Robber takes 900 cops to catch, Bhopal elders fix 'blessing fee' for priests
900 cops from 2 sates went after a robbers' gang. Guess what happened?
Sheru Mev, the kingpin of a notorious gang of robbers, is finally in jail. He was arrested from Utawad village in Palwal, Haryana, on 15 November.
It would have been just another arrest of a crook, only it took at least 900 policemen from Rajasthan and Haryana.
Sheru, 22, was wanted in at least a dozens robberies across Rajasthan, Haryana and Uttar Pradesh. In the past two months alone, according to the police, his gang carried out nine robberies on the Delhi-Jaipur highway.
IGP, Jaipur, DC Jain said the Rajasthan police had, a few months ago, formed five teams to curb the growing incidents of robbery along the highway. They managed to arrest several robbers, but not Sheru Mev, or any member of his gang.
Then, recently, the police were tipped off that Sheru was hiding in Utawad along with his gang.
The Rajasthan police informed their Haryana counterparts, but they were reportedly reluctant to go into Utawad "as it is known as a hub of criminals".
"It was only after high-level deliberations between the two police forces that an operation was launched," said a police officer from Rajasthan.
The raiding party comprised 600 Haryana police personnel, while the rest came from Rajasthan.
The police "surprisingly encountered little resistance" as they laid a siege to the village and arrested Sheru. His 15 gang members, however, managed to escape.
The police claimed to have seized a Scorpio SUV and Rs 92,000 in cash from Sheru. "His arrest is likely to solve many criminal cases in the area," a police officer said.
No excess: Bhopal panchayat fixes fees for eunuchs, priests' blessings
Taking blessings from priests and eunuchs on auspicious occasions is a tradition in many parts of India.
Often, the blessing doesn't come cheap as they demand exorbitant sums of money -- in the name of tradition, of course.
Priests won't get more than Rs 500 for birth ceremonies, Rs 3,500 for conducting marriage rituals
The panchayat of Sindhi Central, Bhopal, has now decided to curb this tendency by fixing the amount to be given to eunuchs and priests. Eunuchs will get no more than Rs 500-1,100 to bless a newborn and Rs 500-2,100 for a marriage. The fees for priests has been fixed at Rs 500 for birth ceremonies and Rs 3,500 for conducting marriage rituals.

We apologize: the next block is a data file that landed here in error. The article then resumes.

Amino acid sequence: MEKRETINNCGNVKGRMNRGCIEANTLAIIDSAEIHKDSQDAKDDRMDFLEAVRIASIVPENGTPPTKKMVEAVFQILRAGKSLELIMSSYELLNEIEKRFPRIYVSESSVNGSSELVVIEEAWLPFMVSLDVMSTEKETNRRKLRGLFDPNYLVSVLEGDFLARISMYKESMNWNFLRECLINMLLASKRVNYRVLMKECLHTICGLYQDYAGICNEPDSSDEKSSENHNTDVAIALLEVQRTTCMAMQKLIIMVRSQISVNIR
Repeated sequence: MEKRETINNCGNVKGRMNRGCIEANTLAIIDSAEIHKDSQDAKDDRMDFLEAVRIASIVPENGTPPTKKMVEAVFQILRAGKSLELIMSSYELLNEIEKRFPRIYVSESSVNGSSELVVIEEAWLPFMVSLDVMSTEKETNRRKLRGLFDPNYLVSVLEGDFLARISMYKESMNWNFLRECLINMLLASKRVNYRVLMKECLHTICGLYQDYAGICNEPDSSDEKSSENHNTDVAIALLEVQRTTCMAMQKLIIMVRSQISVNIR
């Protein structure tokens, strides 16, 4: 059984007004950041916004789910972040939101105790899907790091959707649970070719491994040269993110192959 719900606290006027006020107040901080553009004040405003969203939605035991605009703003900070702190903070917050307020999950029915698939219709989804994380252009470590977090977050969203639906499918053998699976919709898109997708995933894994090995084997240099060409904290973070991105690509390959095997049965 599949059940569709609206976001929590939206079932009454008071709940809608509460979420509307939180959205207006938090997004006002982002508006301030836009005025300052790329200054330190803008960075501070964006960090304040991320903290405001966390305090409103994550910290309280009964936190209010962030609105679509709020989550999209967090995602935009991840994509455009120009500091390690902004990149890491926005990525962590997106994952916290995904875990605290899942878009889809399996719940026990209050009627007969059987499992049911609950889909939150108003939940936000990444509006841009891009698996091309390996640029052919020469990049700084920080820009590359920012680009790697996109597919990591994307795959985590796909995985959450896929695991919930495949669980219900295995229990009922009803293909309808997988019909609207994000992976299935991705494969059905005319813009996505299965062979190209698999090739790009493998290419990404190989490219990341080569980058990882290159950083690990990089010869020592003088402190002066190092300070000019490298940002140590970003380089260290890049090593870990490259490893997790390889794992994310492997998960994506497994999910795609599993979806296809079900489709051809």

Anyone demanding more than the prescribed amount would have to answer the panchayat.
"We were getting complaints that transgenders and priests are charging undue amounts on family functions. It's a problem, especially for families that are economically weaker. Hence, this decision," said Jai Kishan Lalchandani, the panchayat president.
This is not the first time the panchayat has sought to regulate family ceremonies.
Three months ago, it barred women from dancing alongside a baraat. They could dance only at the start of a marriage procession.
Not only that, the panchayat also announced a Rs 5,000 fines for brides and grooms who are late at their receptions.
Spirit of charity: body donations on the rise in Madhya Pradesh
Prof SC Saxena spent most of his life teaching at SS Medical College in Rewa, Madhya Pradesh.
He died in January this year. Yet, he continues to teach, in a manner of speaking. Medical students are learning about anatomy from his cadaver.
Prof Saxena was well aware of the difficulties students faced while studying with the help of unclaimed bodies as most of them happen to be mutilated.
So, he donated his body for medical research.
RS Shrivastava, a retired SDM, wanted his "mission of social service to continue" after his death. So, he too willed his body to the medical college.
Saxena and Shrivastava are among a growing tribe of people in Madhya Pradesh who are donating their bodies for medical research and organ transplant.
As many as 605 men and women have willed their bodies to 13 medical colleges across the state in the past five years. Another 1,440 people have expressed their will to do the same after they pass away.
605 people in MP donated bodies for research in the last 5 years; 1,440 have willed to do the same
Indore has recorded the highest number of body donations with 457, followed by Bhopal with 67 people.
The donated bodies help medical students learn about anatomical structures by dissection. Cadavers also help surgeons experiment with innovative surgical skills and procedures.
Though technology has helped create assisted models - mannequins and simulations - they are not yet a replacement to a natural cadaver.